Methods: A cross-sectional survey questionnaire was administered to 621 Venezuelan parents with at least one child under 18 years of age who emigrated to either the Bogotá, Colombia, area (n = 301), or the Miami, Florida, area (n = 320). The sample was recruited via “word of mouth” and response driven sampling techniques where incentives were provided for participant referrals. Among the survey measures, Venezuelan parents completed the (a) 10-item Boston form of the Centers of Epidemiologic Studies Depression Scale (CESDS), (b) 7-item General Anxiety Disorder Scale (GADS; Spitzer et al., 2006), (c) 6-item Perceived Negative Context of Reception Scale (PNCRS; Schwartz et al., 2014), and (d) 7-item Perceived Discrimination Scale (PDS; Phinney et al., 1998). All survey measures were back-translated and reviewed for linguistic and cultural appropriateness.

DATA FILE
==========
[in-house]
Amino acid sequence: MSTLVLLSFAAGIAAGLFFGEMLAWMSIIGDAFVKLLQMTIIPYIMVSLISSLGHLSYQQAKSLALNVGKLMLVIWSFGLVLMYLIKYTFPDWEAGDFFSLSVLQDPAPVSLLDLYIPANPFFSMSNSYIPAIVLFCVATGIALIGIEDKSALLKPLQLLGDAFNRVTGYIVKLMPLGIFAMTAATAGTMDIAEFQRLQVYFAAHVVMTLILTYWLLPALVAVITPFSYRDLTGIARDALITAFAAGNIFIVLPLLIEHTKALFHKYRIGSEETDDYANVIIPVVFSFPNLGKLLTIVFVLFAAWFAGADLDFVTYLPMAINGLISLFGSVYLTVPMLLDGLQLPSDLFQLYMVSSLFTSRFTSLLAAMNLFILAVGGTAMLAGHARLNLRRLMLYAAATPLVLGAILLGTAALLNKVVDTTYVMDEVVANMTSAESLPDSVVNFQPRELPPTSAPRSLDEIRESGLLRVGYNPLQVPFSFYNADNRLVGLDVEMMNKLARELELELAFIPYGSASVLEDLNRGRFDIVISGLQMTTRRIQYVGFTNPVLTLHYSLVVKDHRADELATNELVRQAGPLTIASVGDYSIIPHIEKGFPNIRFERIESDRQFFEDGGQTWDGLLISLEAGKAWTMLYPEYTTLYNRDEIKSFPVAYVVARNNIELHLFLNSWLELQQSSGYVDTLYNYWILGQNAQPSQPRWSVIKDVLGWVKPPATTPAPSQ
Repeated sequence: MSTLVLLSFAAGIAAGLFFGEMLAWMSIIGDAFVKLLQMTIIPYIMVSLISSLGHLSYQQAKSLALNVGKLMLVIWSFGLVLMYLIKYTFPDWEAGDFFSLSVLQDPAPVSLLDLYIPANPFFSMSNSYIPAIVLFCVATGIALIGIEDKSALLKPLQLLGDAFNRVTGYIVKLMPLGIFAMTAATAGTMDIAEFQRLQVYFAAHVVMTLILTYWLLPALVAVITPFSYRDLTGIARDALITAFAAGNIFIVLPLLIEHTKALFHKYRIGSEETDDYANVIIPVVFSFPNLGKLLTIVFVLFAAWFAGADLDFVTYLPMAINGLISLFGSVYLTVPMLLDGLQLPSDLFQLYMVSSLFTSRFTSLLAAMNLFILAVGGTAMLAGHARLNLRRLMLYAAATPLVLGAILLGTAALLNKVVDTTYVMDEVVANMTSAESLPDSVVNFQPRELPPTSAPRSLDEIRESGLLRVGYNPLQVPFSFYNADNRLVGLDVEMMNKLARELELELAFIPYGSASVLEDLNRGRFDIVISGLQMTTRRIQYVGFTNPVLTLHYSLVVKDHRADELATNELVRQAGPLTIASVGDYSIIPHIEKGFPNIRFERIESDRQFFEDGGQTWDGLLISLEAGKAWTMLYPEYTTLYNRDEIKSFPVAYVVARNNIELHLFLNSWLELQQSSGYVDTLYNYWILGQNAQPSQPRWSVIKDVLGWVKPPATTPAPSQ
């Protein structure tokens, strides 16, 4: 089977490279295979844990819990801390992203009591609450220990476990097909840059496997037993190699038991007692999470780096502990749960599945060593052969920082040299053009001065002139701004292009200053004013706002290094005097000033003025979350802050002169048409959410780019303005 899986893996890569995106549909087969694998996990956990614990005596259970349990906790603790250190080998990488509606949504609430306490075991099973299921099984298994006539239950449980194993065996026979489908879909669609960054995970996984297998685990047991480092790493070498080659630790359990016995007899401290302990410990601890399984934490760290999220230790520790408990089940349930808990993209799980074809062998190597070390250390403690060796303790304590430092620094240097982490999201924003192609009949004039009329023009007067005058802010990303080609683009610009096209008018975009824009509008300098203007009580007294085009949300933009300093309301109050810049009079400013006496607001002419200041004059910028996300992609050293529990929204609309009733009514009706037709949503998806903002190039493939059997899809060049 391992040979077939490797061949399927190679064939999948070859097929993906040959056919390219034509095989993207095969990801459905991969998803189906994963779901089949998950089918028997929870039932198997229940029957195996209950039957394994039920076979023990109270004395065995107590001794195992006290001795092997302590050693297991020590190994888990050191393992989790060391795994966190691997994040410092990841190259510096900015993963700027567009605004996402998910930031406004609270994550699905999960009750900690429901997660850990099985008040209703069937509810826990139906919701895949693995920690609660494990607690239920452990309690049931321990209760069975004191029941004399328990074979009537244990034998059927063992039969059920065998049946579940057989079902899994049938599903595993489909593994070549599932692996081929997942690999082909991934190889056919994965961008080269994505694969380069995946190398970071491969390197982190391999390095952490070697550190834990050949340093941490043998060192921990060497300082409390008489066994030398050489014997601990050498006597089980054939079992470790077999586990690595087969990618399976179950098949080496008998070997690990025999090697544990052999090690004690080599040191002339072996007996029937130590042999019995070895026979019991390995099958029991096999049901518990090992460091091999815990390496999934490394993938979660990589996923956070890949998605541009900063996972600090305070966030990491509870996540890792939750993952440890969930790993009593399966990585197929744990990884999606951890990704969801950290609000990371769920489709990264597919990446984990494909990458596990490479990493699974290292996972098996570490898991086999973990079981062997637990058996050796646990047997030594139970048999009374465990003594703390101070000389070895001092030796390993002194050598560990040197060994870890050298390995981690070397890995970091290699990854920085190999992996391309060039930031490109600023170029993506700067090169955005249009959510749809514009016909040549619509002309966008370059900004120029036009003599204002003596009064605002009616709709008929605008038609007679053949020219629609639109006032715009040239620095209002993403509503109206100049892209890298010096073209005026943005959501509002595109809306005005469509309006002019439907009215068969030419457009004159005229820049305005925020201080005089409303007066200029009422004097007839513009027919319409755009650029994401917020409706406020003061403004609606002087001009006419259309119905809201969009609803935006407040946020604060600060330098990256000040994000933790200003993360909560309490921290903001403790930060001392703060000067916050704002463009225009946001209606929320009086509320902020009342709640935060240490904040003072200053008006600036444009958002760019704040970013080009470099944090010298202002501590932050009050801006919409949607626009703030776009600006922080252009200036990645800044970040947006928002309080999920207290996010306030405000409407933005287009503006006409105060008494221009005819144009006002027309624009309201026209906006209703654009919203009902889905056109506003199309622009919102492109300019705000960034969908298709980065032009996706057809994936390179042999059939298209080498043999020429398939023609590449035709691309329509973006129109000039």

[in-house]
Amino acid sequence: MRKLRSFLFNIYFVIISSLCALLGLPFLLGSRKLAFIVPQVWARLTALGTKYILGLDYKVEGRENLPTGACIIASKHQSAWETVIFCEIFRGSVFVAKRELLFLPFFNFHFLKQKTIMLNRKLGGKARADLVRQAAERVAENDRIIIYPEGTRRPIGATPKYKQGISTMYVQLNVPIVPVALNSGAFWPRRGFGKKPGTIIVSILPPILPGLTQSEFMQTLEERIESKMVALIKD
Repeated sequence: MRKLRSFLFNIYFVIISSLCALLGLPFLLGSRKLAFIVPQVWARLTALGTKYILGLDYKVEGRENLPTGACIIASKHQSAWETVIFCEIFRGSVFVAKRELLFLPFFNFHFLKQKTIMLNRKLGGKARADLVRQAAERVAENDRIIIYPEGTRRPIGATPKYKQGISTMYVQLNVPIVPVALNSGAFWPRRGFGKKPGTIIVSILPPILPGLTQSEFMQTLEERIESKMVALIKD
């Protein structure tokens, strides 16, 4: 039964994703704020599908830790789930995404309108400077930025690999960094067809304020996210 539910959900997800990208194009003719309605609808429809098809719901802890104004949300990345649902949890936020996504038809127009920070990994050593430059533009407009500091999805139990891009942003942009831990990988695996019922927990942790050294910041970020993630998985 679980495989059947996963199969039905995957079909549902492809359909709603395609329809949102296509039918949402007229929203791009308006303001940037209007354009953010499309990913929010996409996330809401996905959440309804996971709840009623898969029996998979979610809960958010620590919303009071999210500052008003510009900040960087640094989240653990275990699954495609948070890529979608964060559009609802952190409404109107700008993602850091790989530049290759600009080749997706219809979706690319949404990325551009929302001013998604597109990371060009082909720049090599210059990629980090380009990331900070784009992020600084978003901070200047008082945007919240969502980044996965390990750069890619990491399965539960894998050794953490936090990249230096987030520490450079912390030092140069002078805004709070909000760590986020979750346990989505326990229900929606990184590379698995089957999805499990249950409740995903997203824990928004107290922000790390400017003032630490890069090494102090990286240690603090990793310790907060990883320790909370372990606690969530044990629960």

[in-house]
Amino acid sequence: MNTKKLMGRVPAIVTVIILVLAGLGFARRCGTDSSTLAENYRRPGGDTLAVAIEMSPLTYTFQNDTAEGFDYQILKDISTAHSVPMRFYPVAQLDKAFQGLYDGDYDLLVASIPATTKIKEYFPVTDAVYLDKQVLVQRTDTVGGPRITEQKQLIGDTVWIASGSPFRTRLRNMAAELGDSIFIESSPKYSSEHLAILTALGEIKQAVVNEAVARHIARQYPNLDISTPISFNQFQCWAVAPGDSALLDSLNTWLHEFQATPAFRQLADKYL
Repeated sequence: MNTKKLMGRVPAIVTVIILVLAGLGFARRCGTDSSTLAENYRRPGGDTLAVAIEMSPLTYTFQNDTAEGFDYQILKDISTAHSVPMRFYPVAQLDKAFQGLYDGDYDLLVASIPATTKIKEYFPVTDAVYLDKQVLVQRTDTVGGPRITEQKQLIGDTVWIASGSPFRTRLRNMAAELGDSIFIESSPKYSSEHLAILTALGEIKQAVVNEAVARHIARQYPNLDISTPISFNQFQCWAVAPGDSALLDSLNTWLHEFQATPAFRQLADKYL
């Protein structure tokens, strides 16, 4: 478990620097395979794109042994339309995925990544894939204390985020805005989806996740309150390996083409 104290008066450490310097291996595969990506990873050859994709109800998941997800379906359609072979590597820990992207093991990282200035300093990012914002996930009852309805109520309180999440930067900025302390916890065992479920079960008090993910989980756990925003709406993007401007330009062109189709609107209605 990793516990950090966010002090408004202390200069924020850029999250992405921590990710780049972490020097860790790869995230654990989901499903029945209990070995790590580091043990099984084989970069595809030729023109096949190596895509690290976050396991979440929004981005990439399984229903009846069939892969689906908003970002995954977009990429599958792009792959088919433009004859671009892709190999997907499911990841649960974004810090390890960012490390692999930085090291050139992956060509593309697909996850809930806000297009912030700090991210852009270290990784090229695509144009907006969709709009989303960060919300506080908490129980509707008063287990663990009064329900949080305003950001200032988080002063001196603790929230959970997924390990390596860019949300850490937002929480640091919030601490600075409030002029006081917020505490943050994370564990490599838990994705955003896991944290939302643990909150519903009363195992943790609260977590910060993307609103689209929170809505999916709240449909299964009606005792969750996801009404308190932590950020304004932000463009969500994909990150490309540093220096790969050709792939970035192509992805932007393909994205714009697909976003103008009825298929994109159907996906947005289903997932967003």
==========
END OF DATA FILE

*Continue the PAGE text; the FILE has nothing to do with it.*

Results: Results of multi-group confirmatory factor analysis to assess the measurement equivalency analyses of the four measures (treating latent factor indicators as categorical), indicated that significant (p < .05) and meaningful (dCox > .50) differences between Bogotá and Miami groups existed in factor thresholds for one item in the PNCRS measure and three items in the PDS measure indicating greater discrimination and negative reception for Venezuelan immigrants in the Bogotá group versus the Miami group. No meaningful differences were found for factor loadings between the two groups in any of the four measures.
Conclusion: Findings from this study show that differences in factor thresholds (i.e., likelihood to endorse an item by one group over another at the same level of the construct) exist for two of the four examined measures, which suggest greater discrimination and negative reception for Venezuelans in Bogotá than in Miami. The lack of differences in factor loadings, however, suggests that both groups hold equivalent conceptual understanding of examined constructs.